MERCADANTE: Emma d’Antiochia
Nelly Miricioiu (Emma), Maria Costanza Nocentini (Adelia), Bruce Ford (Ruggiero), Roberto Servile (Corrado); Geoffrey Mitchell Choir, London Philharmonic/ David Parry
Opera Rara 26 [3CD] 183 minutes
I have long been on a campaign to revive the works of Saverio Mercadante. Eight of his operas and some of’ his choral and orchestral works have been issued on CD from a variety of performance venues, good, bad, and indifferent. Bongiovanni has been the leader here. But only Opera Rara has published studio recordings of his music: Italian songs (Nov/Dec 1999), the complete opera Orazi e Curiazi (Jan/Feb 1996), and a quasi-introduction to Mercadante’s music, Mercadante Rediscovered (Jan/Feb 2004), a compilation with selections drawn from several Opera Rara recital recordings. To begin its new series, “The Essential Opera Rara”, selections from an opera that will give the “essence” of the work, they chose Mercadante’s Zaira (July/Aug 2003). All have been favorably reviewed in these pages.
It is said that you cannot judge a book by its cover, but certainly the sheer luxurious elegance of Opera Rara’s presentations goes far in establishing the credibility of the music. Most of all it establishes the feeling that Opera Rara has a strong belief in and support for the music. As usual there is an extensive performance history of the work, an examination of text and music, and a complete libretto with English translation. There is even information on Mercadante’s use of the glicibarifono (a bass clarinet kind of instrument).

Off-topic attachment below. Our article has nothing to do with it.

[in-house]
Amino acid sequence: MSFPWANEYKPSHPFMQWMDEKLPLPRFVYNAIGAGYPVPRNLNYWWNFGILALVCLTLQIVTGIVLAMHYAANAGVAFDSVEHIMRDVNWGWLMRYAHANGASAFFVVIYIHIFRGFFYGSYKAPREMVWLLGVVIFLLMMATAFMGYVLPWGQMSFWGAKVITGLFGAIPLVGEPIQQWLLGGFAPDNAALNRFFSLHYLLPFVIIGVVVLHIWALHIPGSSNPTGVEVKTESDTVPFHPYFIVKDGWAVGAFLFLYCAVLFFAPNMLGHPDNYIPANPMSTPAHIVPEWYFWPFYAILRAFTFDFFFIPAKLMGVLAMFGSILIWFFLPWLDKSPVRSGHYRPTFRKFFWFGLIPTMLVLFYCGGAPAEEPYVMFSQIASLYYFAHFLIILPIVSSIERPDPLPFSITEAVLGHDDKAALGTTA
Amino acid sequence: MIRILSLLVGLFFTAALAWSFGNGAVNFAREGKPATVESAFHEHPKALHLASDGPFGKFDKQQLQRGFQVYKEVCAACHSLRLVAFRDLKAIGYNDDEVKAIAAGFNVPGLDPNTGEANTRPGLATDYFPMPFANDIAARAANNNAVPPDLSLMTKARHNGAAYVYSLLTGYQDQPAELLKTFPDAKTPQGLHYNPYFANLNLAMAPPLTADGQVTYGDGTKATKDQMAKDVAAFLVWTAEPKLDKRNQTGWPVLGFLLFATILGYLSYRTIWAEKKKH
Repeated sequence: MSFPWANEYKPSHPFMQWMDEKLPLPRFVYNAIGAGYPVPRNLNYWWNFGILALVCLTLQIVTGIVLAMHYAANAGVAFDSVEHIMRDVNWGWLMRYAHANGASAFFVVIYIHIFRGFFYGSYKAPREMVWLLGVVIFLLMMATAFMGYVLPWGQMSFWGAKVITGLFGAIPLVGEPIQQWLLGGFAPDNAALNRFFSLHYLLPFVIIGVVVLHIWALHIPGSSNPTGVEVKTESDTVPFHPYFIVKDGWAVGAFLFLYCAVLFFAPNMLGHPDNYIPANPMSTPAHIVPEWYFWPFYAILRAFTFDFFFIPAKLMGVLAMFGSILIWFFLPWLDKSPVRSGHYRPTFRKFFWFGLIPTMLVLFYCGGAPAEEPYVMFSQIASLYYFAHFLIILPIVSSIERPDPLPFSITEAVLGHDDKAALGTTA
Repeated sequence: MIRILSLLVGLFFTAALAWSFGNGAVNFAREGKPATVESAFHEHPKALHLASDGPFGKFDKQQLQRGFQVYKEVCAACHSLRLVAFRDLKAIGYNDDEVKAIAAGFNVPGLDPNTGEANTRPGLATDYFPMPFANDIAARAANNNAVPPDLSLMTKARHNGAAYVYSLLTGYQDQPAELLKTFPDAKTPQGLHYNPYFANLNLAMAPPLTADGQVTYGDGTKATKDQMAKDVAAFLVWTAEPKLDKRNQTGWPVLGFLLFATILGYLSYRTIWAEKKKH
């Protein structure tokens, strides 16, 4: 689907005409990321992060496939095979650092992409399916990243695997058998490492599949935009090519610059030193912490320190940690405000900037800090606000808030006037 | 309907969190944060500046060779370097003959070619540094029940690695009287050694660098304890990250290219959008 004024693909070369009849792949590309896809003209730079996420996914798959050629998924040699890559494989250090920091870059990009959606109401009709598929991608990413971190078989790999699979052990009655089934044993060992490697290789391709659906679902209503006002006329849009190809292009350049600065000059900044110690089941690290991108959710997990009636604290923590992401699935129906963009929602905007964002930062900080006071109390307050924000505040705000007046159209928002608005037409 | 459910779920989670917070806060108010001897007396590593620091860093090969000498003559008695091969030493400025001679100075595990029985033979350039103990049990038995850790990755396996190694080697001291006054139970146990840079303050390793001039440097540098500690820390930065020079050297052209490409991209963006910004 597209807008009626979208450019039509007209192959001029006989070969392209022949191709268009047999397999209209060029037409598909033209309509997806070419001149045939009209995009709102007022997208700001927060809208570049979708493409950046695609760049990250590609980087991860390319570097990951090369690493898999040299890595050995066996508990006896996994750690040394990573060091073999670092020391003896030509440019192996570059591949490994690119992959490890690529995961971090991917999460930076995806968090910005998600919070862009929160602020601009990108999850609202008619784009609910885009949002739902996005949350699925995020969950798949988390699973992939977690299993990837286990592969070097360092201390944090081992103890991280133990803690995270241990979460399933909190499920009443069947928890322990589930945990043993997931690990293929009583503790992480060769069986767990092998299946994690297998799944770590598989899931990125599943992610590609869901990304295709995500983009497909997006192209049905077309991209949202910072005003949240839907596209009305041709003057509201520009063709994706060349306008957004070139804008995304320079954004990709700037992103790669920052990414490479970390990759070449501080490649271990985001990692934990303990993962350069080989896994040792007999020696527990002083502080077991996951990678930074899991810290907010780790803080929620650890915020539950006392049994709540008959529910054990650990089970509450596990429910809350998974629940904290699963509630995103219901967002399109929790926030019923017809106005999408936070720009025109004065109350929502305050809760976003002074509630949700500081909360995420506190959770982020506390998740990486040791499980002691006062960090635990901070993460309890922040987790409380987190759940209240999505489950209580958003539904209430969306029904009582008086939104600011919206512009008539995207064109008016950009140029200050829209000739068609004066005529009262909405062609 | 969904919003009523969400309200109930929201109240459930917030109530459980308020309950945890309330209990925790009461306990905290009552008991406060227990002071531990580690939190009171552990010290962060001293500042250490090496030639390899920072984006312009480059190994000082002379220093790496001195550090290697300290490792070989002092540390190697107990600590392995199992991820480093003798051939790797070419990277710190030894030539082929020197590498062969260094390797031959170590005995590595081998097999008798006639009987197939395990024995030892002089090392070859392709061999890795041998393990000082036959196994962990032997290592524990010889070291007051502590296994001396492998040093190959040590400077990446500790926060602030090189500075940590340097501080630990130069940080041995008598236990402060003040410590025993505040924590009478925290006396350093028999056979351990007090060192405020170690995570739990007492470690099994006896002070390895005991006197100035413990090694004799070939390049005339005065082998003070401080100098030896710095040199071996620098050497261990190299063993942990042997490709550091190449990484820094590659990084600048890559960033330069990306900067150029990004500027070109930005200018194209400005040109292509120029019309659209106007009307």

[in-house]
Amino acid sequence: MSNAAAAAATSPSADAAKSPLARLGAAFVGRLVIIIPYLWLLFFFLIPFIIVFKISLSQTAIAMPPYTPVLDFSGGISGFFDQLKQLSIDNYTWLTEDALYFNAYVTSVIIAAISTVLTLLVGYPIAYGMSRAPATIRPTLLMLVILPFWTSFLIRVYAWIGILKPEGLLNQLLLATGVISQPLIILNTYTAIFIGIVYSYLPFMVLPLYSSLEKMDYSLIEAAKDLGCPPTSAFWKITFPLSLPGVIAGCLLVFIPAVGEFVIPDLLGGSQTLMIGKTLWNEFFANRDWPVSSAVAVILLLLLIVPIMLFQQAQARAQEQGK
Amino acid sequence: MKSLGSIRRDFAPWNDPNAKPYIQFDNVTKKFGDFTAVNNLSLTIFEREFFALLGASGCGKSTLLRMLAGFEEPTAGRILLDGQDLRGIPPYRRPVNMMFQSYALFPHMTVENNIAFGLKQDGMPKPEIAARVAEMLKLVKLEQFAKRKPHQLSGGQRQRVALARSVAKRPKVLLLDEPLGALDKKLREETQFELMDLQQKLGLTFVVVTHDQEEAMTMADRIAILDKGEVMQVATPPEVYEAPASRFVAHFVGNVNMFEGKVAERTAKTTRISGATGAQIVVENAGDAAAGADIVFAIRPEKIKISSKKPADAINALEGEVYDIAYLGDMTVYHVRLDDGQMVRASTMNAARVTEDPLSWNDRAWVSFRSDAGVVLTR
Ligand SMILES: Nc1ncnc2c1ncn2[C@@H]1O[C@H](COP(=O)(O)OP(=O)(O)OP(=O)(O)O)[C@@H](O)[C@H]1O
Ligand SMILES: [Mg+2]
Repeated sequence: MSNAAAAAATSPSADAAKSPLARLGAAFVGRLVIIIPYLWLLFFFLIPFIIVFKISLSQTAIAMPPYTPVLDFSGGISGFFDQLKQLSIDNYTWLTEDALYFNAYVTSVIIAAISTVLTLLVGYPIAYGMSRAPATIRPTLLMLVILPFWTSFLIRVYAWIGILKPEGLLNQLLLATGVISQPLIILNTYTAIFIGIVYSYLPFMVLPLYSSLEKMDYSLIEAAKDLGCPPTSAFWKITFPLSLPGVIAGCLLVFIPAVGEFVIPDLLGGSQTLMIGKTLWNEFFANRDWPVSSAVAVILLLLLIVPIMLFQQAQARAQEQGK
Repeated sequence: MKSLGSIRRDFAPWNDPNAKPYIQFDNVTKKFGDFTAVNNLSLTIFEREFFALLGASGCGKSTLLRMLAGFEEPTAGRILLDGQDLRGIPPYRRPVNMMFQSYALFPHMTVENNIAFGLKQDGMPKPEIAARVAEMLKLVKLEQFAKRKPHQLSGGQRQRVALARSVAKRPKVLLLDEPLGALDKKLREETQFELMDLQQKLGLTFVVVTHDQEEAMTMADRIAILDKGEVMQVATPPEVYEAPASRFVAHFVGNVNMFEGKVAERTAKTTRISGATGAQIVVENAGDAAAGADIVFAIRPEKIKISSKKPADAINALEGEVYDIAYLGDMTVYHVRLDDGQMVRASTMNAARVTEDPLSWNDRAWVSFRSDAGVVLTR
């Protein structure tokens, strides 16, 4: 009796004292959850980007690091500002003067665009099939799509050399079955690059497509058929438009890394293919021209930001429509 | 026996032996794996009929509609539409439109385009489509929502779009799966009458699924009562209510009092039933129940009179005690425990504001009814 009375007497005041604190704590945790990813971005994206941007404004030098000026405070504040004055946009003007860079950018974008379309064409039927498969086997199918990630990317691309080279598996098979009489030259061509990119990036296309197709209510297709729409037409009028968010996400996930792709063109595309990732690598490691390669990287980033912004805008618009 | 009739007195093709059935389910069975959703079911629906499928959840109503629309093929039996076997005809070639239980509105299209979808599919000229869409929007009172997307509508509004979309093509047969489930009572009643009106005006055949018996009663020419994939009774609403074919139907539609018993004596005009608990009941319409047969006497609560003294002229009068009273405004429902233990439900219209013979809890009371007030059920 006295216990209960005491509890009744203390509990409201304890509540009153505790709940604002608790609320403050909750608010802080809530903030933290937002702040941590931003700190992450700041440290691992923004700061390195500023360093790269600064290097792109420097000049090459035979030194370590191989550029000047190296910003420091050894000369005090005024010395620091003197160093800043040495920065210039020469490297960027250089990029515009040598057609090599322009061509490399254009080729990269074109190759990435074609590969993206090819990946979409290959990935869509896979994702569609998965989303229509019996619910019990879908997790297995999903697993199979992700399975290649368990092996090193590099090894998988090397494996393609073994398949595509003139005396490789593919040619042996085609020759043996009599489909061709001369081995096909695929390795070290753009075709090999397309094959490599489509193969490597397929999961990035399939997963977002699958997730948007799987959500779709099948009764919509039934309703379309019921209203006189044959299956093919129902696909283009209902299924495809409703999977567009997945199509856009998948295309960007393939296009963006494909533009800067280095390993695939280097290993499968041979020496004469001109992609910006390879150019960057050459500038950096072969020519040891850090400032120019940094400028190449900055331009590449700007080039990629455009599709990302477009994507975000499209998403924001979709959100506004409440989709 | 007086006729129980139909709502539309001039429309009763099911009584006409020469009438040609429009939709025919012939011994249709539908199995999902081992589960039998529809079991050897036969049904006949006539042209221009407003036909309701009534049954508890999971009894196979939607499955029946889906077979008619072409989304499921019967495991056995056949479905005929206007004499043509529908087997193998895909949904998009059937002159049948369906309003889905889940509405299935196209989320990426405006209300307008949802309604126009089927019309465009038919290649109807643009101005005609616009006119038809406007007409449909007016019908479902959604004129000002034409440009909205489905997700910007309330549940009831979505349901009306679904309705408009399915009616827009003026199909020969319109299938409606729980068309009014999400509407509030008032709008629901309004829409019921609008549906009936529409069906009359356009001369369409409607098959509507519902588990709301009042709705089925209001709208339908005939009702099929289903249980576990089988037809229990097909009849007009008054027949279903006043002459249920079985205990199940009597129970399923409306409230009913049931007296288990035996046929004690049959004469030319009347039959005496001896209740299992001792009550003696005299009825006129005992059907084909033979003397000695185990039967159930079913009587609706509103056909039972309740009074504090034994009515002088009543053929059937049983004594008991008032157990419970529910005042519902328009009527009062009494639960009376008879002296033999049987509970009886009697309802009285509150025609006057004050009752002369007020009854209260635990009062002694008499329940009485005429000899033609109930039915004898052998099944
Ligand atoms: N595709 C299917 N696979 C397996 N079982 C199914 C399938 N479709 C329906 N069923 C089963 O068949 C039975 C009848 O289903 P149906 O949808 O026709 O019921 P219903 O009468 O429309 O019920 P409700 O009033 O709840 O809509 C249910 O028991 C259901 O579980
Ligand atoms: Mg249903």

Although the opera was written at the height of Mercadante’s career, had a libretto by the prolific Felice Romani, and was written specifically for super-diva Giuditta Pasta (along with almost-as-popular star Domenico Donzelli and the soon to be super-diva Eugenia Tadolini) Emma was a disaster at its premiere (La Fenice, March 8, 1834). Pasta was ill, but “graciously consented to appear” in a highly truncated version of the opera. But at the third performance Pasta was back in form and the opera was awarded a sensational reception. It was performed almost annually though the mid-1840s, disappeared briefly, had a few revivals and was last performed in Malta in 1861.
Thanks to Opera Rara for bringing Emma back to life. The music is packed with good, solid, sing-along tunes as effective as many of early Verdi, with many unusual touches of orchestration. Rhythmic devices are always ear-catching and pull the listener (and the singer) excitedly along. The melodramatic excesses of the plot can easily be ignored in favor of the music.
Conductor Parry seems to have an almost uncanny insight into music of the bel canto school, particularly in the selection of tempos. He is rhythmically propulsive, always supportive of the singers, but not subject to their whims. Indeed, this is (as is so often true of Parry-led operas) a true ensemble effort. Miricioiu is her own spectacular, gutsy self imperious, confident, supremely musical, emotionally restrained, no Italianate super-diva stunts, trusting in the music to deliver its own emotional impression. One has come to expect a similar performance from Ford, and he delivers it handsomely. Servile has a curious mushy pronunciation that is not intrusive and a voice darkly rich and handsome in tone. Nocentini’s brighter, smaller soprano sound is an effective contrast to Miricioiu. The Geoffrev Mitchell Choir again are a strong lot.
Charles H Parsons
THIS REVIEW ORIGINALLY APPEARED IN THE NOVEMBER/DECEMBER 2004 ISSUE (VOL. 67 NO. 6) OF AMERICAN RECORD GUIDE (ARG). IT IS REPRINTED HERE WITH THE KIND PERMISSION OF ARG. FOR ADDITIONAL INFORMATION ON ARG, GO TO ITS WEBSITE AT www.americanrecordguide.com.